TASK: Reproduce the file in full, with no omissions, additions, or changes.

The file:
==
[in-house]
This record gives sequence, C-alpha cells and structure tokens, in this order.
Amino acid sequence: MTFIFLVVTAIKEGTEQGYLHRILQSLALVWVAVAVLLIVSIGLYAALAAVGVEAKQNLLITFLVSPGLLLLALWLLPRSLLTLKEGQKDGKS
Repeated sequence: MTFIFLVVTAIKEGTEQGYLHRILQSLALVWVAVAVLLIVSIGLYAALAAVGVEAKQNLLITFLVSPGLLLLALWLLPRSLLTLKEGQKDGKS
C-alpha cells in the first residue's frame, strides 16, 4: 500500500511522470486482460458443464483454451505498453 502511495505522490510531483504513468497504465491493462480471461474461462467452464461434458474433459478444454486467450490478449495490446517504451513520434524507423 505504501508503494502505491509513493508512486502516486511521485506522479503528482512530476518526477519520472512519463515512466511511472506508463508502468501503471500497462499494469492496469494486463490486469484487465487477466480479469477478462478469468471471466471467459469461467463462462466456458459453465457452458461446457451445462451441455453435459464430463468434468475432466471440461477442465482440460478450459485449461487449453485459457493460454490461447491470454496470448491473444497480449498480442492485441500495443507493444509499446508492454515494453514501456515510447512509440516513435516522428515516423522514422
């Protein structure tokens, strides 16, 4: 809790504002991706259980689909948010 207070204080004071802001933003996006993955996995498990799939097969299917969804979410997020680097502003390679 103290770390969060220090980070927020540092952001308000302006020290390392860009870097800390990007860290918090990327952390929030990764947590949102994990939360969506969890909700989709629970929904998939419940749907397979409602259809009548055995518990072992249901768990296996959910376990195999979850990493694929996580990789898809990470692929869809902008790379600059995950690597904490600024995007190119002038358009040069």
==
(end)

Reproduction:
[in-house]
This record gives sequence, C-alpha cells and structure tokens, in this order.
Amino acid sequence: MTFIFLVVTAIKEGTEQGYLHRILQSLALVWVAVAVLLIVSIGLYAALAAVGVEAKQNLLITFLVSPGLLLLALWLLPRSLLTLKEGQKDGKS
Repeated sequence: MTFIFLVVTAIKEGTEQGYLHRILQSLALVWVAVAVLLIVSIGLYAALAAVGVEAKQNLLITFLVSPGLLLLALWLLPRSLLTLKEGQKDGKS
C-alpha cells in the first residue's frame, strides 16, 4: 500500500511522470486482460458443464483454451505498453 502511495505522490510531483504513468497504465491493462480471461474461462467452464461434458474433459478444454486467450490478449495490446517504451513520434524507423 505504501508503494502505491509513493508512486502516486511521485506522479503528482512530476518526477519520472512519463515512466511511472506508463508502468501503471500497462499494469492496469494486463490486469484487465487477466480479469477478462478469468471471466471467459469461467463462462466456458459453465457452458461446457451445462451441455453435459464430463468434468475432466471440461477442465482440460478450459485449461487449453485459457493460454490461447491470454496470448491473444497480449498480442492485441500495443507493444509499446508492454515494453514501456515510447512509440516513435516522428515516423522514422
């Protein structure tokens, strides 16, 4: 809790504002991706259980689909948010 207070204080004071802001933003996006993955996995498990799939097969299917969804979410997020680097502003390679 103290770390969060220090980070927020540092952001308000302006020290390392860009870097800390990007860290918090990327952390929030990764947590949102994990939360969506969890909700989709629970929904998939419940749907397979409602259809009548055995518990072992249901768990296996959910376990195999979850990493694929996580990789898809990470692929869809902008790379600059995950690597904490600024995007190119002038358009040069």